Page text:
It was imperative for Japanese commanders to hold Saipan. The only way to do this was to destroy the U.S. Fifth Fleet, which had 15 fleet carriers and 956 planes, 28 battleships and cruisers and 69 destroyers. Vice Admiral Jisaburo Ozawa attacked with nine-tenths of Japan's fighting fleet, which included nine carriers with 473 planes, 18 battleships and cruisers , and 28 destroyers. Ozawa's pilots were outnumbered 2-1 and their aircraft were becoming obsolete. The Japanese had substantial antiaircraft defenses but lacked proximity fuzes or good radar. With the odds against him, Ozawa devised an appropriate strategy. His planes had greater range because they were not weighed down with protective armor; they could attack at about 480 km (300 mi)[citation needed] , and could search a radius of 900 km[citation needed] (560 mi). U.S. Navy Hellcat fighters could only attack within 200 miles (320 km) and only search within a 325-mile (523 km)[citation needed] radius. Ozawa planned to use this advantage by positioning his fleet 300 miles (480 km)[citation needed] out. The Japanese planes would hit the U.S. carriers, land at Guam to refuel, then hit the enemy again, when returning to their carriers. Ozawa also counted on about 500 land-based planes at Guam and other islands.


Admiral Raymond A. Spruance was in overall command of the Fifth Fleet. The Japanese plan would have failed if the much larger U.S. fleet had closed on Ozawa and attacked aggressively; Ozawa had the correct insight that the unaggressive Spruance would not attack. U.S. Admiral Marc Mitscher, in tactical command of Task Force 58, with its 15 carriers, was aggressive but Spruance vetoed Mitscher's plan to hunt down Ozawa because Spruance's orders made protecting the landings on Saipan his first priority. This has led to postwar criticism of Spruance for lack of aggressiveness.[citation needed]

The forces converged in the largest sea battle of World War II up to that point. Over the previous month American destroyers had destroyed 17 of 25 submarines out of Ozawa's screening force.[citation needed] Repeated U.S. raids destroyed the Japanese land-based planes. Ozawa's main attack lacked coordination, with the Japanese planes arriving at their targets in a staggered sequence. Following a directive from Nimitz, the U.S. carriers all had combat information centers, which interpreted the flow of radar data and radioed interception orders to the Hellcats. The result was later dubbed the Great Marianas Turkey Shoot. The few attackers to reach the U.S. fleet encountered massive AA fire with proximity fuzes. Only one American warship was slightly damaged.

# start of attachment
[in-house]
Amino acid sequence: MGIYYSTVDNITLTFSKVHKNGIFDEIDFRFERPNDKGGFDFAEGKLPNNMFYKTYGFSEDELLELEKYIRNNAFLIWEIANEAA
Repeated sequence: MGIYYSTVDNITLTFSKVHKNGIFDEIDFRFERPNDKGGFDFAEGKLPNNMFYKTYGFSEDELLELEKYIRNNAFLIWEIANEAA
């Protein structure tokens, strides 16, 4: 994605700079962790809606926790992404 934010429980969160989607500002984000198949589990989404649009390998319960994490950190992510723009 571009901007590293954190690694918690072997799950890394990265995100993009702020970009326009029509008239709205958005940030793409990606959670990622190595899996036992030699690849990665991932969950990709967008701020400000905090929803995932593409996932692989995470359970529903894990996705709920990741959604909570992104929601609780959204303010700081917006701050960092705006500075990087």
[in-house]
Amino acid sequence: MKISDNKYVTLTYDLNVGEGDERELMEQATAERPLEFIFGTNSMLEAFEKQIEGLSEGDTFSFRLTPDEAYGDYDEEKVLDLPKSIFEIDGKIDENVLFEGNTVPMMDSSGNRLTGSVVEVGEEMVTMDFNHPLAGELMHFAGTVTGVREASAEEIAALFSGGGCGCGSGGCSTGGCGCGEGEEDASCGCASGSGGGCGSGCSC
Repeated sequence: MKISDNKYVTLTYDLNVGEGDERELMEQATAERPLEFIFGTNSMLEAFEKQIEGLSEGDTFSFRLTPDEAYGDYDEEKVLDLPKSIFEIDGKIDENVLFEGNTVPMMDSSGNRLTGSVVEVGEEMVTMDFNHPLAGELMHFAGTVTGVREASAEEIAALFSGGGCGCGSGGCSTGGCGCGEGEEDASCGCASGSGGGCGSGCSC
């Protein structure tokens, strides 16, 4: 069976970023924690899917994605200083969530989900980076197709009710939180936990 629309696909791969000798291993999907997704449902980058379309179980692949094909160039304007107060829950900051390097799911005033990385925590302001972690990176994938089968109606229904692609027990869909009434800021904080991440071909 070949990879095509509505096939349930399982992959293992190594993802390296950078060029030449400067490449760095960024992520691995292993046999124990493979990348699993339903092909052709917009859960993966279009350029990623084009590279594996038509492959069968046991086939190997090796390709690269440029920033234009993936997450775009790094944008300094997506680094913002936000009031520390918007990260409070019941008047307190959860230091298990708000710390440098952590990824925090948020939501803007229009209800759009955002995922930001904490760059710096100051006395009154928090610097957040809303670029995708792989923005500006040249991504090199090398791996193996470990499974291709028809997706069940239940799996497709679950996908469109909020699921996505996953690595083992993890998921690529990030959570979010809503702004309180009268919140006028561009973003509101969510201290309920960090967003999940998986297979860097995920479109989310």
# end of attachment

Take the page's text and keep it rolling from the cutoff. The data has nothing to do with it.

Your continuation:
On the second day U.S. reconnaissance planes finally located Ozawa's fleet, 275 miles (443 km)[citation needed] away and submarines sank two Japanese carriers. Mitscher launched 230 torpedo planes and dive bombers. He then discovered that the enemy was actually another 60 miles (97 km)[citation needed] further off, out of aircraft range (based on a roundtrip flight). Mitscher decided that this chance to destroy the Japanese fleet was worth the risk of aircraft losses due to running out of fuel on the return flight. Overall, the U.S. did indeed lose 130 planes and 76 aircrew. However, Japan lost 450 planes, three carriers, and 445 aircrew. The Imperial Japanese Navy's carrier force was effectively destroyed.[citation needed]

Leyte Gulf 1944Edit

Main article: Battle of Leyte Gulf
The Battle of Leyte Gulf was arguably the largest naval battle in history. It was a series of four distinct engagements fought off the Philippine island of Leyte from October 23 to October 26, 1944. Leyte Gulf featured the largest battleships ever built, it was the last time in history that battleships engaged each other, and was also notable as the first time that kamikaze aircraft were used. Allied victory in the Philippine Sea established Allied air and sea superiority in the western Pacific. Nimitz favored blockading the Philippines and landing on Formosa. This would give the Allies control of the sea routes to Japan from southern Asia, cutting off substantial Japanese garrisons. MacArthur favoured an invasion of the Philippines, which also lay across the supply lines to Japan. Roosevelt adjudicated in favor of the Philippines. Meanwhile, Japanese Combined Fleet Chief Toyoda Soemu prepared four plans to cover all Allied offensive scenarios. On October 12, Nimitz launched a carrier raid against Formosa to make sure that planes based there could not intervene in the landings on Leyte. Soemu put Plan Sho-2 into effect, launching a series of air attacks against the U.S. carriers. However the Japanese lost 600 planes in three days, leaving them without air cover.